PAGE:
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WHEN first I went into the Church, I had a curacy in the middle of Salisbury Plain. The Squire of the parish took a fancy to me, and requested me to go with his son to reside at the University of Weimar; before we could get there, Germany became the seat of war, and in stress of politics we put into Edinburgh, where I remained five years. The principles of the French Revolution were then fully afloat, and it is impossible to conceive a more violent and agitated state of society. Among the first persons with whom I became acquainted were, Lord Jeffrey, Lord Murray (late Lord Advocate for Scotland), and Lord Brougham; all of them maintaining opinions upon political subjects a little too liberal for the dynasty of Dundas, then exercising supreme power over the northern division of the island.
One day we happened to meet in the eighth or ninth story or flat in Buccleugh-place, the elevated residence of the then Mr. Jeffrey. I proposed that we should set up a Review; this was acceded to with acclamation. I was appointed Editor, and remained long enough in Edinburgh to edit the first number of the Edinburgh Review. The motto I proposed for the Review was,
“ Tenui musam meditamur avena."
But this was too near the truth to be admitted, and so we took our present grave motto from Publius Syrus, of whom none of us had, I am sure, ever read a single line; and so began what has since turned out to be a very important and able journal. When I left Edinburgh, it fell into the stronger hands of Lord Jeffrey and Lord Brougham, and reached the highest point of popularity and success. I contributed from England many articles, which I have been foolish enough to collect, and publish with some other tracts written by me.
To appreciate the value of the Edinburgh Review, the state of England at the period when that journal began should be had in remembrance. The Catholics were not emancipated — the Corporation and Test Acts were unrepealed — the Game Laws were horribly oppressive — Steel Traps and Spring Guns were set all over the country — Prisoners tried for their Lives could have no Counsel – Lord Eldon and the Court of Chancery pressed heavily upon mankind — Libel was punished by the most cruel and vindictive imprisonments — the principles of Political Economy were little understood the Law of Debt and of Conspiracy were upon the worst possible footing — the enormous wickedness of the Slave Trade was tolerated — a thousand evils were in existence, which the talents of good and able men have since lessened or removed ; and these effects have been not a little assisted by the honest boldness of the Edinburgh Review.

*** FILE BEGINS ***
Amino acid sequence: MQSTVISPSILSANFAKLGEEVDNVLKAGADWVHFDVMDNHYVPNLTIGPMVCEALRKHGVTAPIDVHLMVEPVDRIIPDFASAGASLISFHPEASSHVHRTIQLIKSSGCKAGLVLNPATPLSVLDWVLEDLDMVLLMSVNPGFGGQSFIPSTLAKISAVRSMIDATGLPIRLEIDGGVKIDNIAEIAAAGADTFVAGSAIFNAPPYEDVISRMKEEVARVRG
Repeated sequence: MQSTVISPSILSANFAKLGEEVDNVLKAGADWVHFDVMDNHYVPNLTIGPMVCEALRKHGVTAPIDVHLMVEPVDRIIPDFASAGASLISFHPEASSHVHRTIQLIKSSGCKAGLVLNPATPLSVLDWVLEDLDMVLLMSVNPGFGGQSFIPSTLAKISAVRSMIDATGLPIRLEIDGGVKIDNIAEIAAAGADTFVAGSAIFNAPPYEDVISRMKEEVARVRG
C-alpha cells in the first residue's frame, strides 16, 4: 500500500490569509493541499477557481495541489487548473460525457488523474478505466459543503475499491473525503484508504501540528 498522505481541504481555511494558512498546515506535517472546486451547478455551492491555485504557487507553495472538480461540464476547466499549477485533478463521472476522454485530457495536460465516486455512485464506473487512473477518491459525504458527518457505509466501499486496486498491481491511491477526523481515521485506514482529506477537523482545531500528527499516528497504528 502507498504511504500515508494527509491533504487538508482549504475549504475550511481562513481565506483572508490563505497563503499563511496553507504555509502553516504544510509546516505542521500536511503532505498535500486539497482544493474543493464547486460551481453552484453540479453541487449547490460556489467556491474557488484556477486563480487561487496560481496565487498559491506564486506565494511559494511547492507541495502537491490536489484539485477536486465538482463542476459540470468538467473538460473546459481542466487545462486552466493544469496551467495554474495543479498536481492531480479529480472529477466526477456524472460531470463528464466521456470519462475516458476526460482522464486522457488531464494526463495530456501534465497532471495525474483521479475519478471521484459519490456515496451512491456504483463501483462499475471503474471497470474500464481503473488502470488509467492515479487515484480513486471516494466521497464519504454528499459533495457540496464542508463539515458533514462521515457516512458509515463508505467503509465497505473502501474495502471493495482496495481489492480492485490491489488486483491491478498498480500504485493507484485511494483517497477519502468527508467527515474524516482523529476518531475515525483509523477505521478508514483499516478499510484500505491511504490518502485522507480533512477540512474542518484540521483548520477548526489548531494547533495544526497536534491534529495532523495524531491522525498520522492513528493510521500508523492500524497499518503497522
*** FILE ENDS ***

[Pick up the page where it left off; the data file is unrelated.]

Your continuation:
I see very little in my Reviews to alter or repent of: I always endeavoured to fight against evil; and what I thought evil then, I think evil now. I am heartily glad that all our disqualifying laws for religious opinions are abolished, and I see nothing in such measures but unmixed good and real increase of strength to our Establishment.
The idea of danger from the extension of the Catholic religion in England I utterly deride. The Catholic faith is a misfortune to the world, but those whose faith it conscientiously is, are quite right in professing it boldly, and in promoting it by all means which the law allows. A physician does not say, 'You will be well as soon as the bile is got rid of;' but he says, 'You will not be well until after the bile is got rid of. He knows, after the cause of the malady is removed, that morbid habits are to be changed, weakness to be supported, organs to be called back to their proper exercise, subordinate maladies to be watched, secondary and vicarious symptoms to be studied. The physician is a wise man — but the anserous politician insists, after 200 years of persecution, and ten of emancipation, that Catholic Ireland should be as quiet as Edmonton or Tooting.